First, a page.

59. Sen H (2013) The cuttlebone development of common cuttlefish [Sepia officinalis (Linneaus, 1758)]. Ege J Fish Aquac Sci 30:105–108

  60. Sherrard KM (2000) Cuttlebone morphology limits habitat depth in eleven species of Sepia (Cephalopoda: Sepiidae). Biol Bull 198:404–414

  61. Sigwart JD, Lyons G, Fink A, Gutowska MA, Murray D, Melzner F, Houghton JDR, Hu MY (2015) Elevated pCO2 drives lower growth and yet increased calcification in the early life history of the cuttlefish Sepia officinalis (Mollusca: Cephalopoda). ICES J Mar Sci 73:970–980

  62. Sykes AV, Domingues P, Andrade JP (2014) Sepia officinalis. In: Iglesias J, Fuentes L, Villanueva R (eds) Cephalopod culture. Springer, Dordrecht, pp 175–204

  63. Urmos J, Sharma SK, Mackenzie FT (1991) Characterization of some biogenic carbonates with Raman spectroscopy. Am Mineral 76:641–646

  64. von Boletzky S, Andouche A, Bonnaud-Ponticelli L (2016) A developmental table of embryogenesis in Sepia officinalis. Vie Milieu 66(1):25–34

  65. Wehrmeister U, Jacob DE, Soldati AL, Loges N, Häger T, Hofmeister W (2011) Amorphous, nanocrystalline and crystalline calcium carbonates in biological materials. J Raman Spectrosc 42:926–935

  66. Winlow W, Polese G, Moghadam H-F, Ahmed IA, Di Cosmo A (2018) Sense and insensibility—an appraisal of the effects of clinical anesthetics on gastropod and cephalopod molluscs as a step to improve welfare of cephalopods. Front Physiol 9:1147.

  67. Yancey TE, Garvie CL, Wicksten M (2010) The middle Eocene Belosaepia ungula (Cephalopoda: Coleoida) from Texas: structure, ontogeny and function. J Paleontol 84(2):267–287

  68. Ylmen R, Jäglid U (2013) Carbonation of Portland cement studied by diffuse reflection Fourier transform infrared spectroscopy. Int J Concr Struct Mater 7(1):119–125

Download references


This work was financially supported by the ATM "Interactions Minéral-Vivant" funding of the Muséum national d'Histoire naturelle (SEPIOM project). The authors thank all the members of the Max Planck Institute for Interfaces and Colloids (Golm, Germany) for their help. We thank C. Jozet-Alves and the CREC (University of Caen) for providing eggs of Sepia officinalis. LBP thanks G. Patriache and L. Largeau (CNRS-LPN) for the first tests on mineral composition of embryonic shell several years ago.

Author information

Correspondence to Yannicke Dauphin or Laure Bonnaud-Ponticelli.

Ethics declarations

Conflict of interest

Authors declare that they have no conflict of interest.

Ethical standards

Animal protocols were carried out in accordance with European legislation (directive 2010-63-UE and French decree 2013-118).

Research involving human and animal participants

We neither used endangered species nor were the investigated animals collected in protected areas.

Additional information

Publisher's Note

Springer Nature remains neutral with regard to jurisdictional claims in published maps and institutional affiliations.

Electronic supplementary material

Below is the link to the electronic supplementary material.

Terminology used for the orientation of the fractures and polished sections studied using SEM and AFM (TIF 11378 kb)

Variations in morphology and structure of the chambered zone of adult and embryonic shells. A Enlargement of the basal part of a pillar of an adult shell; fracture fixed and etched (chromium sulphate pH 3.5 for 4 h.); SE - SEM. B Pillars are covered by an organic membrane (upper part); under the membrane, the granular structure of the pillar is visible; adult sample. SE - SEM. C Etched fracture trough a pillar of an adult shell showing the empty middle part (NaOH 0.5M for 4h at 100°C, pronase pH 7.6 for 6 h at 34°C, chitinase pH 5.6 for 22 h at 24°C); SE - SEM. D Etched vertical section through the pillar of an adult shell showing the different behaviour of the middle and external parts (NaOH 1 M for 4h 30 at 100°C, then 4 days at 20°C, lipase 1 mg/ml pH 9 for 28 h at 35°C); SE - SEM. E Pillars in the first septa of an adult shell. SE - SEM. F Unetched granular surface of the lateral growing edge of a larval shell; BSE - SEM. G Unetched tangential fracture showing the zig zag “wall” made by coalescent pillars in an adult shell. H-I Stage 25/26 embryonic shell after 24h in vitro incubation of the embryo in a calcein-containing sea water (30 mg/L; CNAM, Sigma) followed by 48h incubation in sea water, H Optical image, I Fluorescence image showing that calcification occurs during the growth at the distal extremities of the pillars (TIF 11950 kb)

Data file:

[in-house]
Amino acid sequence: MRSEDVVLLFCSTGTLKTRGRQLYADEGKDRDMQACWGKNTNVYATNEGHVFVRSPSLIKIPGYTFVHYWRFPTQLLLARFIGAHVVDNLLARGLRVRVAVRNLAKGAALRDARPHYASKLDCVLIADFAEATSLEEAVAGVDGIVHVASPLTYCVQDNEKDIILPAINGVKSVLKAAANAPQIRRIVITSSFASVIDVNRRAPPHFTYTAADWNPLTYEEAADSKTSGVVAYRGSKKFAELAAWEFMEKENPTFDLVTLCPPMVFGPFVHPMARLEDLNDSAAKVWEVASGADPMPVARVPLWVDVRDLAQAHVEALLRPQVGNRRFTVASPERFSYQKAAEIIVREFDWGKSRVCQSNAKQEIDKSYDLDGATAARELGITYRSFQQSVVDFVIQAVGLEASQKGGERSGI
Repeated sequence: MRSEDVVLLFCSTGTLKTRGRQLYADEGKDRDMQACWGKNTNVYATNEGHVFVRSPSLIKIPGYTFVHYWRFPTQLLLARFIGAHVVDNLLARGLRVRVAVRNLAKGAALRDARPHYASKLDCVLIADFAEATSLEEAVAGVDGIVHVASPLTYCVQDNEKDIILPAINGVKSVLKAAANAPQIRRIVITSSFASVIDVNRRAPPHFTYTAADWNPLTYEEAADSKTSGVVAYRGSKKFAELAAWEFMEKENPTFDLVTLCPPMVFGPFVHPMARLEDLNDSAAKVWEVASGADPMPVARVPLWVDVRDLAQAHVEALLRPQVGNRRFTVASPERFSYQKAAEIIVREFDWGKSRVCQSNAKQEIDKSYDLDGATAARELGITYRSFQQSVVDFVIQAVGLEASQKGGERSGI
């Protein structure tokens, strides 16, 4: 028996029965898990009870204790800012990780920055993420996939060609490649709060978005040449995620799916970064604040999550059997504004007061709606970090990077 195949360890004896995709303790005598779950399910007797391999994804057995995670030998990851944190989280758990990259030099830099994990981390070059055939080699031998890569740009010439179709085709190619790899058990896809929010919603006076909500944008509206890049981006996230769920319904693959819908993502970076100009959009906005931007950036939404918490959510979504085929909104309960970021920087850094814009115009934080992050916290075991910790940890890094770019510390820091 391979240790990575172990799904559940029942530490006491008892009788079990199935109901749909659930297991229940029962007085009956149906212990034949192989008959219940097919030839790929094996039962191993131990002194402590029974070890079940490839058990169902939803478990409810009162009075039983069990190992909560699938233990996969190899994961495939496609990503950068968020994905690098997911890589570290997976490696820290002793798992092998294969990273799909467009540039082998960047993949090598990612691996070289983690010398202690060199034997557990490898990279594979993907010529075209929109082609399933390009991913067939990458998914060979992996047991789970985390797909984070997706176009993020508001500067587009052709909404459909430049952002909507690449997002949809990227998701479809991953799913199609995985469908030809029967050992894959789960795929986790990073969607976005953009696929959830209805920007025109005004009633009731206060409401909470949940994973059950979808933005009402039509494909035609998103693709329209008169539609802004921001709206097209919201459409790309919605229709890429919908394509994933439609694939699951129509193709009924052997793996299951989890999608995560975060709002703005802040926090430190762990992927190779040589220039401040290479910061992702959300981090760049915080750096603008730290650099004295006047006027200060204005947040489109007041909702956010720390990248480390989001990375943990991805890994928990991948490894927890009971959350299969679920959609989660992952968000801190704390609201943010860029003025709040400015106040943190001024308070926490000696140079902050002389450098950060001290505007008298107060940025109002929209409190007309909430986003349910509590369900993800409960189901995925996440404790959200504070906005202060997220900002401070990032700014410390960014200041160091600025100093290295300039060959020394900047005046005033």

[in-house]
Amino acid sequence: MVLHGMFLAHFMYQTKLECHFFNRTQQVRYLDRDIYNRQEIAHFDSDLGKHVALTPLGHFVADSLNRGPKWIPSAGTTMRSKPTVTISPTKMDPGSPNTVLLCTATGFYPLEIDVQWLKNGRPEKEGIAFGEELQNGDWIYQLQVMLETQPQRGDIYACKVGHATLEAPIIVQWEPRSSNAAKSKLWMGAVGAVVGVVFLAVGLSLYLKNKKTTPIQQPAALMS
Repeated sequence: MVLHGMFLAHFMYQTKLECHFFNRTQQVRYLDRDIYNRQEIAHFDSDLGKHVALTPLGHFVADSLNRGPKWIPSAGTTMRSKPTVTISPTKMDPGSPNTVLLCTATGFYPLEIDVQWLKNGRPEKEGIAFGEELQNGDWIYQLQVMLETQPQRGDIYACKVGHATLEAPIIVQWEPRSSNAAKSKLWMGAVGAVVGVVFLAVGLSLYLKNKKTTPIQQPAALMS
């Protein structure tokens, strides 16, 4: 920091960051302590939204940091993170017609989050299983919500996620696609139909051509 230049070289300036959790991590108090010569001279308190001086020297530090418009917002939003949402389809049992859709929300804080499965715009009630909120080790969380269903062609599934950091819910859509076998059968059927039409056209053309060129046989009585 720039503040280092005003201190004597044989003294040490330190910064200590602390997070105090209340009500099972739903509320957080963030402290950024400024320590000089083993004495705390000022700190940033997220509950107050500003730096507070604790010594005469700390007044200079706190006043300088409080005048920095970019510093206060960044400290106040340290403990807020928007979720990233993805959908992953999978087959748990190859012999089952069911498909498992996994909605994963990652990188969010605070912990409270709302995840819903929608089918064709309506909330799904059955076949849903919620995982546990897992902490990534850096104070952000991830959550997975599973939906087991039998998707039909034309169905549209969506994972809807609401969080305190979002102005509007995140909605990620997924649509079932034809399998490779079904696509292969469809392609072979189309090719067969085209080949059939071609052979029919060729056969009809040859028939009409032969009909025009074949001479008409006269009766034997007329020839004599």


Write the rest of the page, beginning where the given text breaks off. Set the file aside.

FTIR spectra of the soluble and insoluble organic matrices extracted from the dorsal shield and ventral zone of an adult shell, showing the similarity between the insoluble matrix and the crab chitin. The dorsal shield and the ventral zone were mechanically separated in adult samples, immersed in 3% NaClO for 1 h to remove organic contaminants, rinsed with Milli-Q water, dried, and ground into powder by grinding with an electric mortar for 10 min to obtain homogeneous granulometry. Powdered samples were immersed in Milli-Q water and decalcified by progressive addition of 50% acetic acid so that the pH (automatically controlled with a titrimeter) is above 4. The entire extract was centrifuged at 21,000 g for 15 min, which separated the supernatant (soluble) and precipitated (insoluble) fractions. The soluble fraction was desalted by exchange with Milli-Q water on a Microconcentrator (Filtron) using a 3-kDa cut-off membrane and lyophilized. Powdered samples and KBr were oven-dried at 38°C overnight. Then, they were mixed (about 5% powdered samples in KBr) and loaded into the sample cup (TIF 7340 kb)

Rights and permissions

Reprints and Permissions

About this article

Verify currency and authenticity via CrossMark

Cite this article

Dauphin, Y., Luquet, G., Percot, A. et al. Comparison of embryonic and adult shells of Sepia officinalis (Cephalopoda, Mollusca). Zoomorphology (2020).

Download citation


  • Sepia
  • Embryonic shell
  • Structure
  • Composition